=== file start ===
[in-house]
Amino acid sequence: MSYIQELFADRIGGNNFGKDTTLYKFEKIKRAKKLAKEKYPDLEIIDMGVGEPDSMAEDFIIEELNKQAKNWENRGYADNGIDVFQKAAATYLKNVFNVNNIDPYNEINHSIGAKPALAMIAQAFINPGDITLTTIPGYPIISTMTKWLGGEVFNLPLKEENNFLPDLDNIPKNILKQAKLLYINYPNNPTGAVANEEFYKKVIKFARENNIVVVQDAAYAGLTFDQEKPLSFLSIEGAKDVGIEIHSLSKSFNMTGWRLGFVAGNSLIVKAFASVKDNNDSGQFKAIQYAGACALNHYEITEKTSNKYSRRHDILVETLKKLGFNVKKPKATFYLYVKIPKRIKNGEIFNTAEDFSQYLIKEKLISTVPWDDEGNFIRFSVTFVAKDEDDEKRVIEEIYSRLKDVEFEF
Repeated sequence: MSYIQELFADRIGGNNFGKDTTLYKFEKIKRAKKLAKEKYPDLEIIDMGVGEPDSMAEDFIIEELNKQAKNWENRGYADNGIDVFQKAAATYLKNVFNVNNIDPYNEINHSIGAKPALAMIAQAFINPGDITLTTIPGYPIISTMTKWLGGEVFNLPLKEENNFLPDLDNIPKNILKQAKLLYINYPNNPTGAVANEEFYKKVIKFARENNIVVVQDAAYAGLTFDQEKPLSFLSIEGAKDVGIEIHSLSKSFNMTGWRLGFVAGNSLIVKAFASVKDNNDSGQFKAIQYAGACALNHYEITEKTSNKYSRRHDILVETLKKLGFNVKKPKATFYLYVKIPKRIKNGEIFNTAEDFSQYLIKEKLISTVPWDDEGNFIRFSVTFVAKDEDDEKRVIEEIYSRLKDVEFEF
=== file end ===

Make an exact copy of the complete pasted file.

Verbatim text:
[in-house]
Amino acid sequence: MSYIQELFADRIGGNNFGKDTTLYKFEKIKRAKKLAKEKYPDLEIIDMGVGEPDSMAEDFIIEELNKQAKNWENRGYADNGIDVFQKAAATYLKNVFNVNNIDPYNEINHSIGAKPALAMIAQAFINPGDITLTTIPGYPIISTMTKWLGGEVFNLPLKEENNFLPDLDNIPKNILKQAKLLYINYPNNPTGAVANEEFYKKVIKFARENNIVVVQDAAYAGLTFDQEKPLSFLSIEGAKDVGIEIHSLSKSFNMTGWRLGFVAGNSLIVKAFASVKDNNDSGQFKAIQYAGACALNHYEITEKTSNKYSRRHDILVETLKKLGFNVKKPKATFYLYVKIPKRIKNGEIFNTAEDFSQYLIKEKLISTVPWDDEGNFIRFSVTFVAKDEDDEKRVIEEIYSRLKDVEFEF
Repeated sequence: MSYIQELFADRIGGNNFGKDTTLYKFEKIKRAKKLAKEKYPDLEIIDMGVGEPDSMAEDFIIEELNKQAKNWENRGYADNGIDVFQKAAATYLKNVFNVNNIDPYNEINHSIGAKPALAMIAQAFINPGDITLTTIPGYPIISTMTKWLGGEVFNLPLKEENNFLPDLDNIPKNILKQAKLLYINYPNNPTGAVANEEFYKKVIKFARENNIVVVQDAAYAGLTFDQEKPLSFLSIEGAKDVGIEIHSLSKSFNMTGWRLGFVAGNSLIVKAFASVKDNNDSGQFKAIQYAGACALNHYEITEKTSNKYSRRHDILVETLKKLGFNVKKPKATFYLYVKIPKRIKNGEIFNTAEDFSQYLIKEKLISTVPWDDEGNFIRFSVTFVAKDEDDEKRVIEEIYSRLKDVEFEF